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Why the Disability Earnings Cap Is Holding People Back

Workers with disabilities aren’t earning a living wage in BC. What’s at stake, and how to turn it around.

Helaine Boyd 4 Jul 2024The Tyee

Helaine Boyd is the executive director of Disability Alliance BC.

One in four people in B.C. lives with a disability. Most people accessing social assistance in B.C. also receive disability assistance.

I’m the executive director of Disability Alliance BC, a provincial non-profit that supports people with all types of disabilities to live with dignity and independence, and as full and equal participants in the community. Our mandate as an organization is now more timely than ever. People with disabilities face higher poverty rates and worse housing outcomes and incur higher and additional expenses for basic needs of daily living than non-disabled people.

I often hear from clients on disability assistance who feel that they have become trapped within a cycle of poverty due to the punitive restrictions put in place by the Ministry of Social Development and Poverty Reduction.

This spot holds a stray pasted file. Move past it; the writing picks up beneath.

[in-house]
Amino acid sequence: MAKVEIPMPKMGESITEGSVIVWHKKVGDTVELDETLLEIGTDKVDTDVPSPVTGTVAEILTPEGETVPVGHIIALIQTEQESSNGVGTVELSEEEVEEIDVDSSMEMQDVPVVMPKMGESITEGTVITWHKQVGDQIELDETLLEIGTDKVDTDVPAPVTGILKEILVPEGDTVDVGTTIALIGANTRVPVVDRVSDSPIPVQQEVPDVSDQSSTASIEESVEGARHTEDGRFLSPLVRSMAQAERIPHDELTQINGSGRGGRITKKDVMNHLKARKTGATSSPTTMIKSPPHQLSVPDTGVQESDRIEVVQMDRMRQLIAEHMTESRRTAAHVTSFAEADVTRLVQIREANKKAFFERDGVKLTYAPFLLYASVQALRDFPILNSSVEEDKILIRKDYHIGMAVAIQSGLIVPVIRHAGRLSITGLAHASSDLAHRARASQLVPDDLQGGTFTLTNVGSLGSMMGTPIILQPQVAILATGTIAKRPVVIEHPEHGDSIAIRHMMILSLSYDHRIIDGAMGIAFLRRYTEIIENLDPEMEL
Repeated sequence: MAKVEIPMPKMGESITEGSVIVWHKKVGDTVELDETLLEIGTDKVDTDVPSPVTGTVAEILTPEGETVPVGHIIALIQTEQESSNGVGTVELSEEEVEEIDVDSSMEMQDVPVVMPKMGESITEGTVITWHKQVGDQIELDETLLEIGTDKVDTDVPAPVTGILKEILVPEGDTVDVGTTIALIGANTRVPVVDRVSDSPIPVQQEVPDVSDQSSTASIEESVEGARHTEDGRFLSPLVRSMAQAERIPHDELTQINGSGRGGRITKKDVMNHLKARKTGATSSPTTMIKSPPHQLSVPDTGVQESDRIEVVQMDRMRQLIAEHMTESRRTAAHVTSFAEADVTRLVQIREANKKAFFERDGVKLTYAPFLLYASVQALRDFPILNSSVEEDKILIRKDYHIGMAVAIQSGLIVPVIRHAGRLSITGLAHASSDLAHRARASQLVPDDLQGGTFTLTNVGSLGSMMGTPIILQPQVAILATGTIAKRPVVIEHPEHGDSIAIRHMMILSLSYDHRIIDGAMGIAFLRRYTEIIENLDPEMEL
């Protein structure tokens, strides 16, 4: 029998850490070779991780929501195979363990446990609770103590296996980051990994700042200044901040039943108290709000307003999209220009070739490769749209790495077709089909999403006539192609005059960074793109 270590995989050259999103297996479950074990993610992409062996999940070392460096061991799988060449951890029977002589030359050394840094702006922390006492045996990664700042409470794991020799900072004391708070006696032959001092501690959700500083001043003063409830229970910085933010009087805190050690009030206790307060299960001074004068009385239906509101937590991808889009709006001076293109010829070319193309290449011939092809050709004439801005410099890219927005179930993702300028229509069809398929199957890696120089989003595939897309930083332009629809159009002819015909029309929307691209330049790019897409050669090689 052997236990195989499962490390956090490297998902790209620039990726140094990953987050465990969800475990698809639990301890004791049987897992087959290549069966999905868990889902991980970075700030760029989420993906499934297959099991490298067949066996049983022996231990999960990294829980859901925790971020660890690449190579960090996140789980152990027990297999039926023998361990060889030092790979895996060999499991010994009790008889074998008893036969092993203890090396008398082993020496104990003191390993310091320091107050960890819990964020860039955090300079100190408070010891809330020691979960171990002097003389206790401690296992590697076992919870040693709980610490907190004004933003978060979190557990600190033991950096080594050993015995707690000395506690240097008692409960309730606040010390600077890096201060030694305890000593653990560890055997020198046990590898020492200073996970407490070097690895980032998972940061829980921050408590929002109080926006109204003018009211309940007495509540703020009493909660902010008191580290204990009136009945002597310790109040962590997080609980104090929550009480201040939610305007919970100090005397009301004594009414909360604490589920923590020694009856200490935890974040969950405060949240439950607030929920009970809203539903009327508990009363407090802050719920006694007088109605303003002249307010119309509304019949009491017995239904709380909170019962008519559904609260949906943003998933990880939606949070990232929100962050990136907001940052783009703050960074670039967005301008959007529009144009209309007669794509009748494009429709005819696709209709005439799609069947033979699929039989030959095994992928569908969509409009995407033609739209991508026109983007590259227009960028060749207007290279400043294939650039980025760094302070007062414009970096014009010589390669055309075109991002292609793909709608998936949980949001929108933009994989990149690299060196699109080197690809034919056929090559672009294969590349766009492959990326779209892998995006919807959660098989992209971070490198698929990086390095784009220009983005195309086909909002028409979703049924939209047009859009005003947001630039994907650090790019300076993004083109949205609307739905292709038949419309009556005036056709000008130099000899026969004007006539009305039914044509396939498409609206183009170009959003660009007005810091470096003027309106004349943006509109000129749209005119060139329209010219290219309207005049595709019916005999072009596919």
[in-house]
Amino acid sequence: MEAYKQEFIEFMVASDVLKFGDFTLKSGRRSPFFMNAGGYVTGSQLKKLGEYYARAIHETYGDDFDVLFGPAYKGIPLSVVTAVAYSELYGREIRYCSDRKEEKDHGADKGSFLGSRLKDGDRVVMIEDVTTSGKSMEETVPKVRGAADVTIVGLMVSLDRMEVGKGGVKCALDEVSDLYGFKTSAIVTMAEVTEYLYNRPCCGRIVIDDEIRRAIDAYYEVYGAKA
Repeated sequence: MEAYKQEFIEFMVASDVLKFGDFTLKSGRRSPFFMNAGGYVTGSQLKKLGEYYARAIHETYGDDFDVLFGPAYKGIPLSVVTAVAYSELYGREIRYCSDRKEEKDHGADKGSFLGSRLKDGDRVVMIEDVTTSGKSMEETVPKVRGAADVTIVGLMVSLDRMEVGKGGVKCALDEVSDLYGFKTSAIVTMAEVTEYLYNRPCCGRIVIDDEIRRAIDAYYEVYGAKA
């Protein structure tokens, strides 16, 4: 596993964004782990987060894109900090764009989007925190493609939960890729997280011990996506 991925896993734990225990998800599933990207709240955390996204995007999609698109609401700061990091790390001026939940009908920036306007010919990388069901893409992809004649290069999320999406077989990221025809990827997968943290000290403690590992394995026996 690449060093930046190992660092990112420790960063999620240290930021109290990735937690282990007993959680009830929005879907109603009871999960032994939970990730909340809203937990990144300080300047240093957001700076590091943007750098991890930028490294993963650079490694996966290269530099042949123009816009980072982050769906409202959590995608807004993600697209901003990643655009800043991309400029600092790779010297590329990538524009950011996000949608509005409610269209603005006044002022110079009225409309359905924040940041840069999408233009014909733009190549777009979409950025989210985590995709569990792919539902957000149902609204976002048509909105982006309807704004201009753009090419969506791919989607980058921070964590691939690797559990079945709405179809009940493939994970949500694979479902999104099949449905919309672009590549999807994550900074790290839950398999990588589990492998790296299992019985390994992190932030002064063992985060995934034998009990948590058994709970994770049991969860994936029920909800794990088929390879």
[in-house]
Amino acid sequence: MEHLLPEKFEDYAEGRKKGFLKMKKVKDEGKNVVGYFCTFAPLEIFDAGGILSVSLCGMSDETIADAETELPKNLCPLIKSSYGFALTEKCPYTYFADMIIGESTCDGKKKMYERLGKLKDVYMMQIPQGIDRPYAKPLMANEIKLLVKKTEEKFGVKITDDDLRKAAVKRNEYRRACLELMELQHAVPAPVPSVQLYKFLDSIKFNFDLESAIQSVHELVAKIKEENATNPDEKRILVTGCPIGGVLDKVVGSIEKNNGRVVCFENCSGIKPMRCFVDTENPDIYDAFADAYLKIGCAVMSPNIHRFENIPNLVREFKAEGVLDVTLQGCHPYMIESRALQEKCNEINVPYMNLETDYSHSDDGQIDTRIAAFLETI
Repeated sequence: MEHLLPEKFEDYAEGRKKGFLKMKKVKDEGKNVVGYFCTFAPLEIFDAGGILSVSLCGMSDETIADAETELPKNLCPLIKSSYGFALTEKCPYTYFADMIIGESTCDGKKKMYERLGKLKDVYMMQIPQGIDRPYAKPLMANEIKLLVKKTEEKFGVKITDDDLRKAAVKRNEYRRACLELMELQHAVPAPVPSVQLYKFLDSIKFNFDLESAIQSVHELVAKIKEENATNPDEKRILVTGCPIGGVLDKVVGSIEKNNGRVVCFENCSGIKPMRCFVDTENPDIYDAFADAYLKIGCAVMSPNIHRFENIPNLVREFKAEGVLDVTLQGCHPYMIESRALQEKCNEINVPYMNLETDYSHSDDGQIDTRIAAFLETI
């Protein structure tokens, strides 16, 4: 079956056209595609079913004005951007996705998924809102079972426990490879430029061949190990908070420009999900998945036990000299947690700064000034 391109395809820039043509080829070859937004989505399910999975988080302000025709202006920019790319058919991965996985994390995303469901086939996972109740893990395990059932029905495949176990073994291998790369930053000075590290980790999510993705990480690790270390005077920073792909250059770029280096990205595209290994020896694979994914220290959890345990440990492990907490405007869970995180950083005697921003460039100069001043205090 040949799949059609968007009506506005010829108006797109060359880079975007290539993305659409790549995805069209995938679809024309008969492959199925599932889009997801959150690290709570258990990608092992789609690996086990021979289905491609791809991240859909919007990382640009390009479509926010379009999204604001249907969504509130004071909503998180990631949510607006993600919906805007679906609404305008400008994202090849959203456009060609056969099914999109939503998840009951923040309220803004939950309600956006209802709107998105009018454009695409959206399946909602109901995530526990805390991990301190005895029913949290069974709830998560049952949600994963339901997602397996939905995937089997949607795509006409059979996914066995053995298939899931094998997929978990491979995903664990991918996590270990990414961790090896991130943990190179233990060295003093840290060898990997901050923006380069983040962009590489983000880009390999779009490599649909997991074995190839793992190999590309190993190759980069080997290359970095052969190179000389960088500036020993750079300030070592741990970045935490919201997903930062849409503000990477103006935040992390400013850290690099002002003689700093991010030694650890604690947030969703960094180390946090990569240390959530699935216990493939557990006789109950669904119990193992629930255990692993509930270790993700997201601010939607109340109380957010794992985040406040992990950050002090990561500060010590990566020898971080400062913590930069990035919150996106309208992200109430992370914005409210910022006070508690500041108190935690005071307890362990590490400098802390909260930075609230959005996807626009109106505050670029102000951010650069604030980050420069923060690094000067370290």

A stark example of this is the annual earnings exemption limit. This limit means that a person receiving disability assistance can make only up to $16,200 from employment income before their person with disabilities, or PWD, payments are cut off for the rest of the year.

A single person on disability assistance receives $1,483.50 in PWD income per month. If they can also work enough to reach the maximum earnings limit without exceeding it, then their total monthly net income would be, on average, $2,833.50.

This means that even if they’re working as much as they can, people on disability assistance are generally still making far less than other living-wage employees, despite having higher costs of living due to disability-related costs.

As an employer, I feel disgusted by the fact that I am complicit in working within the constraints of an ableist system. It’s a system that forces disabled employees to make choices about their work based on how much a person on disability assistance is allowed to earn as employment income before they are rendered ineligible for PWD income — income that is a lifeline as much as it is constraining, and not enough.